Every year the very small town of Arco (population 900) holds a three-day-weekend event known at Atomic Days.
The concept behind the event is to celebrate the peaceful uses of nuclear power. It is actually a nod to the surprising fact that this small town (that is located at the end of the desert and the start of the mountains) was the first town in the world to be powered with atomic energy.
It was a short lived powering, but a powering none-the-less, and Atomic Days is an annual celebration that celebrates Arcos' place in history.
Organized by the local Chamber of Commerce, Atomic Days is also the biggest special event of the year in Arco, and as such it is integral to the financial health of the local community.
A link to the Face Book page promoting the event:
LC and Kory and I were at Atomic Days for two days - enjoying the festivities, meeting and talking to endless visitors, and selling merchandise and promoting a business that we should have reopened by now but have not.
Would it work here? Could it work here? Why have we been immobile on this when there would be no overhead to pay as there was in Cody?
There are no good answers to those questions. Would it and could it? I don't know. We are remote but we don't live in the wasteland of Death Valley. We live between towns. A mile from the major two-lane highway. There is traffic that comes to and comes through Atomic City. I majored in guerrilla marketing my entire working career.
Regardless........we have had other opportunities to do what we did at Atomic Days and people seem receptive, and that is reassuring and we'll see.................
We knew that there was a rodeo in town on both Friday and Saturday evening.
Not certain whether we would stay Saturday evening in town or head home after an exhausting and hot couple of days (we headed home), LC and I had planned on going to the rodeo on Friday.
By the time we walked out of the park where most of the celebrations were taking place, the rodeo was already well in progress.
This late in the evening we decided to walk with Kory towards the rodeo grounds adjacent to the park, and see if we could at least catch a glimpse of some of the event.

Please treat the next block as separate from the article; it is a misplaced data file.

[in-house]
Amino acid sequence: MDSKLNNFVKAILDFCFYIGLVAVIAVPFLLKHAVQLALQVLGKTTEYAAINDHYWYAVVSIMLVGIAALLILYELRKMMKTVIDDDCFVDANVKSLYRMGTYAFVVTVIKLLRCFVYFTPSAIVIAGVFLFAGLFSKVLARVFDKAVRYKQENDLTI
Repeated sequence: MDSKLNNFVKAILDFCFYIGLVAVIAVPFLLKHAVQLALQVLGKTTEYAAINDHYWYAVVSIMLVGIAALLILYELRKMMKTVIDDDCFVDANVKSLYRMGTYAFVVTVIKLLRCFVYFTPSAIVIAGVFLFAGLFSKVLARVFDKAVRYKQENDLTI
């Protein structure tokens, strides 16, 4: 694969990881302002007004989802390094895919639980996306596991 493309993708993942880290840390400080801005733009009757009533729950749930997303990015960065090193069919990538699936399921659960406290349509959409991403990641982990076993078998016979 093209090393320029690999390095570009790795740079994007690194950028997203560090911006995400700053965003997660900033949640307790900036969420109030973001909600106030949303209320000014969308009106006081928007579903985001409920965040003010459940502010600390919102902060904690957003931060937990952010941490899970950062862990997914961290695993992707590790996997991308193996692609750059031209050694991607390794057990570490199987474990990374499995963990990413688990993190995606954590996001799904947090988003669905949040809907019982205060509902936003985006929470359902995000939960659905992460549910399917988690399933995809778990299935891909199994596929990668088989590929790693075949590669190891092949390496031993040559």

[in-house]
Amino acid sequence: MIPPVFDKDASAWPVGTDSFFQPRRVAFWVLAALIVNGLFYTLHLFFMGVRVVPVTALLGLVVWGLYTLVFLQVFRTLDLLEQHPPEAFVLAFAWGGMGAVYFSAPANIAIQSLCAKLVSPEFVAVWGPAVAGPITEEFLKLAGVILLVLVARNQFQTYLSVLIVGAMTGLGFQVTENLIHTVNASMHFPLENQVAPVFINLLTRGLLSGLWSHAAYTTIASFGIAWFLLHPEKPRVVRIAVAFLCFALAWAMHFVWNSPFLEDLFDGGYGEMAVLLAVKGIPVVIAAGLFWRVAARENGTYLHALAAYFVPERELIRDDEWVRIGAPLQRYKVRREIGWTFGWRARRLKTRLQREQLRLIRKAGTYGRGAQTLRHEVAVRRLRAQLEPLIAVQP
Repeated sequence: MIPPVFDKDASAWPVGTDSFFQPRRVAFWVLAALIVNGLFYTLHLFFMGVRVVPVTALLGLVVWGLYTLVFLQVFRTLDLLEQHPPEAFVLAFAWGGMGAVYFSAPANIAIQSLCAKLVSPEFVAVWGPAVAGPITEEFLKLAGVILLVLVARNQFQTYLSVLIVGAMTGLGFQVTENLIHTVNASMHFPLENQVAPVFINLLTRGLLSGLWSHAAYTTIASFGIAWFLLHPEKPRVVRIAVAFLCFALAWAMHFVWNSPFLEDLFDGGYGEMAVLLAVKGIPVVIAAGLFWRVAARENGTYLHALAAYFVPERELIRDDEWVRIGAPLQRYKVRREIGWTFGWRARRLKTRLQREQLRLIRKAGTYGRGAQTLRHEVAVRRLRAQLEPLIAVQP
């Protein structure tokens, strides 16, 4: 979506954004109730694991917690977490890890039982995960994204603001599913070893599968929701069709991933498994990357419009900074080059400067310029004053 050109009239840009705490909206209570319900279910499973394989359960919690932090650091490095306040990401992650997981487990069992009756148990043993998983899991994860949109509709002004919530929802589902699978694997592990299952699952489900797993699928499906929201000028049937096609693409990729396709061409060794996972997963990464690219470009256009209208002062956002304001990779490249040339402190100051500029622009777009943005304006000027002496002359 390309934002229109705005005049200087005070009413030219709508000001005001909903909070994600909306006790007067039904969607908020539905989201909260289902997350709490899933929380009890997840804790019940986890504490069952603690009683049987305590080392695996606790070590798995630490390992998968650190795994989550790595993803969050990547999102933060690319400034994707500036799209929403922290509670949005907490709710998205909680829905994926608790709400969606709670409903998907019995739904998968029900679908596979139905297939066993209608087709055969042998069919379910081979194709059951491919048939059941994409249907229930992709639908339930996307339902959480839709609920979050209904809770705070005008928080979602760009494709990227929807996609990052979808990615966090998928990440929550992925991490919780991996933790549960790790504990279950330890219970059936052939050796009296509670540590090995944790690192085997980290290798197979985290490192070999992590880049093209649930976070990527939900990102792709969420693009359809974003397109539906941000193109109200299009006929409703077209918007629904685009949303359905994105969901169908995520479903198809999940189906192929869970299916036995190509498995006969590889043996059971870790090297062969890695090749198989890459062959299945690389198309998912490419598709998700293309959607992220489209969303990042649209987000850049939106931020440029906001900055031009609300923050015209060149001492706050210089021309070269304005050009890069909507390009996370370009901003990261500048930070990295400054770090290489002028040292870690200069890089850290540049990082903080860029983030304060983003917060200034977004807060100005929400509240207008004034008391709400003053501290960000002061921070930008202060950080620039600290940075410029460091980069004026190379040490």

There was a fee to enter the rodeo grounds. Since it was already mid-way through, we instead walked behind the bleachers craning to see what the audience was cheering about.
As we reached the far side of the bleachers that were fenced within the rodeo grounds, we were surprised to find one more bleacher by the road that was seating a couple of handfuls of cheering and enthusiastic rodeo watchers.
Surprised and pleased to be able to sit and watch for a while, I snapped these pictures.
They are watery and somewhat faded and eventually slightly out of focus - all functions of too little light and zooming in too far with my small digital camera.
Click on any picture and it will begin a slide show of enlarged pictures...............
We did not watch the rodeo for very long.
Kory had spent far too much time sitting underneath a picnic table throughout the day, and needed to walk.
LC and I were tired, dirty, thirsty, still a little overheated, but surprisingly also needed to walk.
Needed to wander into the increasing and welcome coolness of the approaching night.
As we headed back the way we had come, we stopped for a few minutes to read the informational boards that were located half way between the park and the rodeo grounds.
I had walked this same route probably ten times over the previous 24 hours and had never even noticed them before.
They were colorful boards filled with local information and maps showing routes on ATV trails (including the long trail that would take four wheelers through the desert and all the way to Big Butte)..........
Chris graduated from his welding program a couple of weeks ago.
The boy and then the man who always hated school, and who has bounced from province to province ever since he got out of the military, and who has bounced from dead-end-job to dead-end-job for the past few years, finally decided on a career path and stuck with school long enough to get licensed.
And he has spent the past couple of weeks since graduation working as a bouncer at a bar during the Calgary Stampede.
I never know what to expect from my wayward son but he is a free spirit and a survivor. I am excited to hear about whatever comes next for him...............
My father has cancer. It sounds serious and I am waiting to hear from my sister in Australia. I think he may be dying...................
This is one of my favorite pictures from the entire past weekend.
LC, Kory and I had been sitting on the bleachers watching the rodeo for about 30 minutes when we decided that we had had enough and that it was time to wander and wind down.
I stood up from the bleachers, turned with Kory and walked behind the bleachers fully intending to just keep on walking the coned-off street back to the park.
As I got behind the bleachers I happened to look to my right, and that is when I noticed this little boy for the first time.
He had probably been standing on the rail the entire time that we had been there, but I had been completely focused on the rodeo and did not notice him.
It was actually the color of the sky that first caught my attention. I was visually drawn to the increasingly vivid pinks and purples of a setting sun and that is when I saw the boy.
He was completely engrossed in the action that was happening in front of him.
The combination of his figure balancing so securely on the fence, against a backdrop of pink and purple and black, was stunning.
Yes........my favorite picture...............